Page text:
Category Archives: Latest Research

Ice Sheet Loss from Greenland and Antarctica Track Worst-case IPCC AR5 Projections

Nature Climate Change, August 31   The Greenland and Antarctic ice sheets have increased global sea level by 12.3 mm from 2007 and 2017, matching the most pessimistic predictions of the IPCC’s most recent assessment report (AR5). In particular, this study indicated that current models underestimate the contribution of ice sheet surface melt.  The comparison […]

Massive Amounts of Ice Loss in the Cryosphere

The Cryosphere Discussion/Review, August 14 A paper placed in open review notes that the cryosphere globally has lost a total of 28 trillion tonnes of ice (28,000 Gt) in the past 23 years, with a significant acceleration of mass loss since the year 2000. The largest losses have occurred to (in approximate order) Arctic sea […]

Reconstruction of Sea-level Rise Sources Closes the “Sea-level Budget”

Nature, August 19 For the first time, researchers have been able to close the “sea-level budget” (relative sources of sea-level rise), gaining new insights on the drivers of observed global mean sea-level rise over the past century. By re-examining the contributions of glaciers, ice sheets, thermal expansion, and land water storage, this study was able […]

Unexpected Basal Ocean Melting in East Antarctica

Nature Communications, August 24 The floating Shirase Ice Tongue (a long and narrow projection of ice, connected an ice basin about the size of the United Kingdom) in Queen Maud Land, East Antarctica, has revealed surprisingly high basal melt rates of 7 to 16 m per year. These rates equal or surpass the melting rate underneath […]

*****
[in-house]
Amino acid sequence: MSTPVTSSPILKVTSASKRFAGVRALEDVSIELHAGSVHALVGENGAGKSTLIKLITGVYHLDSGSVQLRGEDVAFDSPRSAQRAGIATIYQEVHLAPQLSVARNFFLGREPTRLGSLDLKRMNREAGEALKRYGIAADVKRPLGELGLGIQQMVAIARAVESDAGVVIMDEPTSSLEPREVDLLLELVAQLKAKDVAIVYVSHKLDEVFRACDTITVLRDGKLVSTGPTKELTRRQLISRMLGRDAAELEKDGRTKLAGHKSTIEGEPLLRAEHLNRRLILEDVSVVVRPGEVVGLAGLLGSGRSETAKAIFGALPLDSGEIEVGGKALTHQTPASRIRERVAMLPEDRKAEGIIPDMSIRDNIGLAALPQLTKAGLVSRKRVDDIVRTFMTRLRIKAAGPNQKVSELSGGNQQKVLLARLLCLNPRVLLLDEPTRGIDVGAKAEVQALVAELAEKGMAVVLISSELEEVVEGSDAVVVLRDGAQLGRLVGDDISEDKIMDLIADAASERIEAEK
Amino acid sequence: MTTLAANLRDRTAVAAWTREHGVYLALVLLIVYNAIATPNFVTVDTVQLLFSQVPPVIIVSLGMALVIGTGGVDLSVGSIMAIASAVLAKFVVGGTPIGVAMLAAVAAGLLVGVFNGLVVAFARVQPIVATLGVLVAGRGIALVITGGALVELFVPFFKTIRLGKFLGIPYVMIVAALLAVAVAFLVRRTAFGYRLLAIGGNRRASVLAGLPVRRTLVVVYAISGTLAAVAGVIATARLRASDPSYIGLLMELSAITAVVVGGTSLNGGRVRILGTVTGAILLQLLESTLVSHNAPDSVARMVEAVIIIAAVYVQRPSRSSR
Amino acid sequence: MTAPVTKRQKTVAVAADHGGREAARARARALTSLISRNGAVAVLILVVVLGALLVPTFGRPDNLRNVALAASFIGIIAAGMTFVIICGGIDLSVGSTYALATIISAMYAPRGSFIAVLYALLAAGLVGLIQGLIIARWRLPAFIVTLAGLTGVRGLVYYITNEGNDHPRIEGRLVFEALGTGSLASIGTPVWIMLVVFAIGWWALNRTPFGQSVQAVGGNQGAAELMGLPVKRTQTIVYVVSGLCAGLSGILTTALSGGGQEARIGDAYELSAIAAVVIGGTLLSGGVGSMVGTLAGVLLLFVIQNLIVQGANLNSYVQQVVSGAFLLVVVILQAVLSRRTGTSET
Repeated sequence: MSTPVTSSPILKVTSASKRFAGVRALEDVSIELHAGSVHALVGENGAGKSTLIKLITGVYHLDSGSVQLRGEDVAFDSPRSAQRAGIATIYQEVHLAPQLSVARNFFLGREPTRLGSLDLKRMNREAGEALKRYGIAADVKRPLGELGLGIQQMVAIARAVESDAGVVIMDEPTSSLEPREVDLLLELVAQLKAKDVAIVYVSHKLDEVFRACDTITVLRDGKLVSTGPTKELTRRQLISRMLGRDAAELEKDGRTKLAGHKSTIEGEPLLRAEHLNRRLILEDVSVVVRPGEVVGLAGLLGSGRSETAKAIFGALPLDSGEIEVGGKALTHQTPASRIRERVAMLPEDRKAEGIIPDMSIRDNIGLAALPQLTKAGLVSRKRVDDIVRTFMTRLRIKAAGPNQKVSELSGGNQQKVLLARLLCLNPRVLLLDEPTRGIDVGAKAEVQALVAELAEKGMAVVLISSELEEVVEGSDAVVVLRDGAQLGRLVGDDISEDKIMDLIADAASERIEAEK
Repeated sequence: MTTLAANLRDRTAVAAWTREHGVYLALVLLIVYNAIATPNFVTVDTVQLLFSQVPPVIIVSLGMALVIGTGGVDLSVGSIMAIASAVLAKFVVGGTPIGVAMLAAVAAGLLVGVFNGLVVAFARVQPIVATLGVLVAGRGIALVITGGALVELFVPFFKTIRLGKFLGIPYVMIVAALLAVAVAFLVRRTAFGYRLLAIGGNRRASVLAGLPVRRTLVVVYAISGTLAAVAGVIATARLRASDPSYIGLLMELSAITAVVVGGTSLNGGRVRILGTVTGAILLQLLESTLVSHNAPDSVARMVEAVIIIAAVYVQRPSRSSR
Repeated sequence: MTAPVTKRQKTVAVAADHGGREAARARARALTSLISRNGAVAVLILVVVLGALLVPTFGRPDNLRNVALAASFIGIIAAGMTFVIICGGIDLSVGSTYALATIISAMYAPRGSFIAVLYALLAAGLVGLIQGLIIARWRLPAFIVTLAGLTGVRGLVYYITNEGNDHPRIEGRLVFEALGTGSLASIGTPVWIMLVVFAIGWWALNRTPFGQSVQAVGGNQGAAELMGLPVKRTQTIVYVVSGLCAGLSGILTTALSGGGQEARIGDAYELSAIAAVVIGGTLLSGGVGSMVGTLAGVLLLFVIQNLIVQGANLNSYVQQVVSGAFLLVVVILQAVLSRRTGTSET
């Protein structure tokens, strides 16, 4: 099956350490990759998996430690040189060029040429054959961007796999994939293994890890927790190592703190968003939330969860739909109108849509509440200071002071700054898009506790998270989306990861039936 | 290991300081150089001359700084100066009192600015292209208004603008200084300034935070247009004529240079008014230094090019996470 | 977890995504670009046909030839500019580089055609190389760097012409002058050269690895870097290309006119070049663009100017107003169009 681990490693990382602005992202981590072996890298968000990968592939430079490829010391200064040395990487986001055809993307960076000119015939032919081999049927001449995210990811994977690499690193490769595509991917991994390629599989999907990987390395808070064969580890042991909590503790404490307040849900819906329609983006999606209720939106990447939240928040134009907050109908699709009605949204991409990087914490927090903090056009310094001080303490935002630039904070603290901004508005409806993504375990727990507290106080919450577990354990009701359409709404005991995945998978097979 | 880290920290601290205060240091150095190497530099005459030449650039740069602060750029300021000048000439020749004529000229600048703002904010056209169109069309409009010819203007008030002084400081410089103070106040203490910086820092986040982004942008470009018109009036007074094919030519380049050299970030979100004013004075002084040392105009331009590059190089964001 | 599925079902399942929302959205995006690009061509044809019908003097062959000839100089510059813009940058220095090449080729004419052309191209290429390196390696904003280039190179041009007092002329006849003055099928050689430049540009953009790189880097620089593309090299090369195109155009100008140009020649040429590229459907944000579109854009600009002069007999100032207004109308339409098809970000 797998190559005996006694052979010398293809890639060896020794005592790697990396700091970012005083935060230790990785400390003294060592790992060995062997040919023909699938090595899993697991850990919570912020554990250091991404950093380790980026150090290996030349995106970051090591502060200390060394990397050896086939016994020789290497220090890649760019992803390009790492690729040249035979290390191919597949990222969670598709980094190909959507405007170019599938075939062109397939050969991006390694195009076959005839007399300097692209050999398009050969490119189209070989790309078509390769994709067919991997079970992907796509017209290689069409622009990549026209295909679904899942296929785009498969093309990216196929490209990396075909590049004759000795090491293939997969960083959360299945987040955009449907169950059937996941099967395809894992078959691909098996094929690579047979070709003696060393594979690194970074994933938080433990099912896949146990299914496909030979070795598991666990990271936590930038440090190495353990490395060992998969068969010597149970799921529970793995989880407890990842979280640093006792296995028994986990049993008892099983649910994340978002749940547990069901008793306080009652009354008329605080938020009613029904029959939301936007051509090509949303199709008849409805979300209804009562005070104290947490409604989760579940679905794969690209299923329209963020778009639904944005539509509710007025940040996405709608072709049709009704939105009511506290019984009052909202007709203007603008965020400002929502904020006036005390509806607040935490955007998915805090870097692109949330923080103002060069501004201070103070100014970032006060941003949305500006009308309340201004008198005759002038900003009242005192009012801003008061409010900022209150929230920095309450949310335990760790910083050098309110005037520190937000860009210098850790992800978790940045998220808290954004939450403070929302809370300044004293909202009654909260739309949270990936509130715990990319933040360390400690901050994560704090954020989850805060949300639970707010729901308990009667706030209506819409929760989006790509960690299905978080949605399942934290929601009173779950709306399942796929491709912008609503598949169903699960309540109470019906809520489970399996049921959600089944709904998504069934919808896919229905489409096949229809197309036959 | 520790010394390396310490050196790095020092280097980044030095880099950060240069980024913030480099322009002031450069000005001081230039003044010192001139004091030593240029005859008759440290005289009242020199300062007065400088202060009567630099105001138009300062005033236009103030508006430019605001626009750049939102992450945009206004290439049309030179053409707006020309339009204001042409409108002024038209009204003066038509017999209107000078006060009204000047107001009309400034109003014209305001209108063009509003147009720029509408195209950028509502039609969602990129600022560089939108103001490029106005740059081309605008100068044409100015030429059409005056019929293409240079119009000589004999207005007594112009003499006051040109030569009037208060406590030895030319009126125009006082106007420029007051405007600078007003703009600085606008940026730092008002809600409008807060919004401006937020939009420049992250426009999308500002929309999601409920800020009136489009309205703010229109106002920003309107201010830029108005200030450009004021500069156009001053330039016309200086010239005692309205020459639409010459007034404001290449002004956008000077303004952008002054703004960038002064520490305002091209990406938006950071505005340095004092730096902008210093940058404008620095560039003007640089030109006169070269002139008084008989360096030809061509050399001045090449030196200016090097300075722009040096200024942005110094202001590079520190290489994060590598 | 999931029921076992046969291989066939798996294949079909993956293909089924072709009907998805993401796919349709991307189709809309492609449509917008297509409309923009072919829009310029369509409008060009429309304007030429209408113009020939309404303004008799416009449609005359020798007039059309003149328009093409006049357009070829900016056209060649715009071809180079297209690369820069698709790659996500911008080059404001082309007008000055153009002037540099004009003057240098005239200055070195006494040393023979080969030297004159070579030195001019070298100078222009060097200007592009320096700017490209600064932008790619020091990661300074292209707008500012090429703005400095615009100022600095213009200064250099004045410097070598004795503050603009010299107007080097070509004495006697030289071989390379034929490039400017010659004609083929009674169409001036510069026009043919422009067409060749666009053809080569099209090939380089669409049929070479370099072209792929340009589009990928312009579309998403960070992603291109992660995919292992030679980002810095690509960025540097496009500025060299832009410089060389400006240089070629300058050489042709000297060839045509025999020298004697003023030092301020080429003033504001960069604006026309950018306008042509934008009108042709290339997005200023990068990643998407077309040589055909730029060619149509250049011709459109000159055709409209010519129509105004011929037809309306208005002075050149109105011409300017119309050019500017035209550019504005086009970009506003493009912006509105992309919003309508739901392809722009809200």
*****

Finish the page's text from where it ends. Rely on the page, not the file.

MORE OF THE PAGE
Satellite Data Confirms Accelerating Greenland Ice Sheet Loss

Nature, August 20   The Greenland Ice Sheet lost a record-breaking 532 (± 58 Gt) of ice in 2019, up around 200 Gt in the early 2000s, when it first became clear that the ice sheet was losing mass. The two GRACE satellite missions also provided new insights on the sensitivity of the Greenland Ice Sheet to climate-related changes in […]

Ice Mass Loss from Greenland Will Continue Even After Stabilized

Nature, Communications Earth & Environment, August 13 Acceleration of outlet glaciers from the Greenland ice sheet, not compensated by accumulation above makes it the current largest contributor to sea level rise. Through the 1980s and 1990s, losses through iceberg calving and melting were replaced by snowfall, keeping the ice sheet in balance. However, starting in […]

Basal Melting of Antarctic Ice Shelves

Nature Geoscience, August 10 Between 1994 and 2018, Antarctic ice shelves (floating ice connected to the land-based Antarctic ice sheet) lost close to 3960 Gt of ice. Many ice shelves bordering Antarctica lose mass through ocean-driven melting at their base. This study builds on previous work by using higher density satellite radar measurements, enabling far […]

Emissions from Thawing Peatland Permafrost 30-50% Greater than Previous Estimates

Proceedings of the National Academy of Sciences, August 10 Under high emissions scenarios, northern hemisphere permafrost and peatlands will show a 30-50% greater contribution to warming than previously projected, with emissions impacts equivalent to 1% of all anthropogenic radiative forcing this century – and this takes into account both peatland carbon uptake and permafrost thaw […]

Arctic Sea Ice More Sensitive to Emissions: Ice-Free Arctic During Last Interglacial Points to Rapid Future Loss

Nature Climate Change, August 10 The Arctic Ocean could be seasonally ice-free at temperatures only slightly above today’s, once land-based Arctic summer temperatures average 4 to 5°C above pre-industrial. This would occur by summer 2035 under high emissions scenarios; parts of the Arctic were already far warmer this summer. These new simulations using CMIP6, by […]

New Global Estimate of Rock-Debris Cover on Glaciers Helps Improve Projections of Glacier Melt and Sea Level Rise

Nature Geoscience, August 3 An updated approach is required to estimate the melting of global glaciers due to rock debris partially insulating the glaciers’ surface. As glaciers shrink, eroded rock from surrounding mountain slopes becomes exposed and slides down, forming a layer on the surface of glaciers which, if thick enough, reduces the rate at […]